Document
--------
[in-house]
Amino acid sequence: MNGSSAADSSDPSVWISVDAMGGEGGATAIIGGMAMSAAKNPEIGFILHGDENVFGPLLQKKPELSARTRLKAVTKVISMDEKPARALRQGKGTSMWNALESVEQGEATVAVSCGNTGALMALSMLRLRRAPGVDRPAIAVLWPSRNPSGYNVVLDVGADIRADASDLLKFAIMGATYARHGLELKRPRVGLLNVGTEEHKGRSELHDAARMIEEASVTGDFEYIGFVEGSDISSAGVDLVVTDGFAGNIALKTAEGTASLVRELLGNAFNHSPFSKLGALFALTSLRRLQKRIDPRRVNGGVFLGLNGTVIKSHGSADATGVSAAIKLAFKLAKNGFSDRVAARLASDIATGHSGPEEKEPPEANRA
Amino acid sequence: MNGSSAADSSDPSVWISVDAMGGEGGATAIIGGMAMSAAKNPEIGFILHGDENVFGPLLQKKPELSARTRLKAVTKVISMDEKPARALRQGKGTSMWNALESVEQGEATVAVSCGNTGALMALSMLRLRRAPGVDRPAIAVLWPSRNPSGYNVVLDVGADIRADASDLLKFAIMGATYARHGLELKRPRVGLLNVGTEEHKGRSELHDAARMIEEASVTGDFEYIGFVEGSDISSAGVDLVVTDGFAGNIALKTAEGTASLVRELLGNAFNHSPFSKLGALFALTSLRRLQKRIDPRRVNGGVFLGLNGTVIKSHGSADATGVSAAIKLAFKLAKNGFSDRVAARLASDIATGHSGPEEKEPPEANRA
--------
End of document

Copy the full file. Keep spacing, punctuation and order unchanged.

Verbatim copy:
[in-house]
Amino acid sequence: MNGSSAADSSDPSVWISVDAMGGEGGATAIIGGMAMSAAKNPEIGFILHGDENVFGPLLQKKPELSARTRLKAVTKVISMDEKPARALRQGKGTSMWNALESVEQGEATVAVSCGNTGALMALSMLRLRRAPGVDRPAIAVLWPSRNPSGYNVVLDVGADIRADASDLLKFAIMGATYARHGLELKRPRVGLLNVGTEEHKGRSELHDAARMIEEASVTGDFEYIGFVEGSDISSAGVDLVVTDGFAGNIALKTAEGTASLVRELLGNAFNHSPFSKLGALFALTSLRRLQKRIDPRRVNGGVFLGLNGTVIKSHGSADATGVSAAIKLAFKLAKNGFSDRVAARLASDIATGHSGPEEKEPPEANRA
Amino acid sequence: MNGSSAADSSDPSVWISVDAMGGEGGATAIIGGMAMSAAKNPEIGFILHGDENVFGPLLQKKPELSARTRLKAVTKVISMDEKPARALRQGKGTSMWNALESVEQGEATVAVSCGNTGALMALSMLRLRRAPGVDRPAIAVLWPSRNPSGYNVVLDVGADIRADASDLLKFAIMGATYARHGLELKRPRVGLLNVGTEEHKGRSELHDAARMIEEASVTGDFEYIGFVEGSDISSAGVDLVVTDGFAGNIALKTAEGTASLVRELLGNAFNHSPFSKLGALFALTSLRRLQKRIDPRRVNGGVFLGLNGTVIKSHGSADATGVSAAIKLAFKLAKNGFSDRVAARLASDIATGHSGPEEKEPPEANRA